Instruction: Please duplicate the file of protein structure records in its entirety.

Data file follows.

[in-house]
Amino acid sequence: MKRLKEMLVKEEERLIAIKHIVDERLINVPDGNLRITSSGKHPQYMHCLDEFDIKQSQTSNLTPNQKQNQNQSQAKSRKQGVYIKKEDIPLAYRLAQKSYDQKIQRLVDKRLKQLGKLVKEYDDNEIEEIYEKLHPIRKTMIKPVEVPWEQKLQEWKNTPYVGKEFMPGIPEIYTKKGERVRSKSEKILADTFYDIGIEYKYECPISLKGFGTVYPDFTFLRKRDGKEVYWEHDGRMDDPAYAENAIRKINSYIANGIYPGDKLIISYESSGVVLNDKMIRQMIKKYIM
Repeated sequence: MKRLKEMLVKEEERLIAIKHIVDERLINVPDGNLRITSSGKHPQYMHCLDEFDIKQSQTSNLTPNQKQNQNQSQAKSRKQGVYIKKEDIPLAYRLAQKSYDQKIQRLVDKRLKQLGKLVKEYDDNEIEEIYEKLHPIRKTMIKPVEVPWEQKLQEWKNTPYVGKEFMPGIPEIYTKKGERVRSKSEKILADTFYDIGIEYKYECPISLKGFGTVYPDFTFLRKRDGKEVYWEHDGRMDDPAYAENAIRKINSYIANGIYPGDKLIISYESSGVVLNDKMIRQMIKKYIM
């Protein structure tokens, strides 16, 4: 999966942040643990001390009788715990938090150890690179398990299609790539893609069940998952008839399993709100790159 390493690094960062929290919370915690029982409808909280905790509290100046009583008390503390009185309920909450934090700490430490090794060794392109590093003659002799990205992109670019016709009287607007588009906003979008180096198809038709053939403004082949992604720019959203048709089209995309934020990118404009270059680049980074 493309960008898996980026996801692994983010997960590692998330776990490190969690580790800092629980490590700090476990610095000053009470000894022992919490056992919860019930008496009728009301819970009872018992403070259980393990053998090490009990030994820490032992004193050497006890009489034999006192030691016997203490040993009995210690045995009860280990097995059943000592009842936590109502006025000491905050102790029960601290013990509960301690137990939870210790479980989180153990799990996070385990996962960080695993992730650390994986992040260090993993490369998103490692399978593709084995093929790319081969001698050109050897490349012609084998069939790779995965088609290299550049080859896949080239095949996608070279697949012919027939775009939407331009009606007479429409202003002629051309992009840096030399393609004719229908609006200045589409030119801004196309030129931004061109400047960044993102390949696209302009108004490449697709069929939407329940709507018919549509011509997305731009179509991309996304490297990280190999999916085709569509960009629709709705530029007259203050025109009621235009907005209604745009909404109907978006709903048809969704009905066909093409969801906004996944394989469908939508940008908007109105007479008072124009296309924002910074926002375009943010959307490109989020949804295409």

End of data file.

[in-house]
Amino acid sequence: MKRLKEMLVKEEERLIAIKHIVDERLINVPDGNLRITSSGKHPQYMHCLDEFDIKQSQTSNLTPNQKQNQNQSQAKSRKQGVYIKKEDIPLAYRLAQKSYDQKIQRLVDKRLKQLGKLVKEYDDNEIEEIYEKLHPIRKTMIKPVEVPWEQKLQEWKNTPYVGKEFMPGIPEIYTKKGERVRSKSEKILADTFYDIGIEYKYECPISLKGFGTVYPDFTFLRKRDGKEVYWEHDGRMDDPAYAENAIRKINSYIANGIYPGDKLIISYESSGVVLNDKMIRQMIKKYIM
Repeated sequence: MKRLKEMLVKEEERLIAIKHIVDERLINVPDGNLRITSSGKHPQYMHCLDEFDIKQSQTSNLTPNQKQNQNQSQAKSRKQGVYIKKEDIPLAYRLAQKSYDQKIQRLVDKRLKQLGKLVKEYDDNEIEEIYEKLHPIRKTMIKPVEVPWEQKLQEWKNTPYVGKEFMPGIPEIYTKKGERVRSKSEKILADTFYDIGIEYKYECPISLKGFGTVYPDFTFLRKRDGKEVYWEHDGRMDDPAYAENAIRKINSYIANGIYPGDKLIISYESSGVVLNDKMIRQMIKKYIM
């Protein structure tokens, strides 16, 4: 999966942040643990001390009788715990938090150890690179398990299609790539893609069940998952008839399993709100790159 390493690094960062929290919370915690029982409808909280905790509290100046009583008390503390009185309920909450934090700490430490090794060794392109590093003659002799990205992109670019016709009287607007588009906003979008180096198809038709053939403004082949992604720019959203048709089209995309934020990118404009270059680049980074 493309960008898996980026996801692994983010997960590692998330776990490190969690580790800092629980490590700090476990610095000053009470000894022992919490056992919860019930008496009728009301819970009872018992403070259980393990053998090490009990030994820490032992004193050497006890009489034999006192030691016997203490040993009995210690045995009860280990097995059943000592009842936590109502006025000491905050102790029960601290013990509960301690137990939870210790479980989180153990799990996070385990996962960080695993992730650390994986992040260090993993490369998103490692399978593709084995093929790319081969001698050109050897490349012609084998069939790779995965088609290299550049080859896949080239095949996608070279697949012919027939775009939407331009009606007479429409202003002629051309992009840096030399393609004719229908609006200045589409030119801004196309030129931004061109400047960044993102390949696209302009108004490449697709069929939407329940709507018919549509011509997305731009179509991309996304490297990280190999999916085709569509960009629709709705530029007259203050025109009621235009907005209604745009909404109907978006709903048809969704009905066909093409969801906004996944394989469908939508940008908007109105007479008072124009296309924002910074926002375009943010959307490109989020949804295409």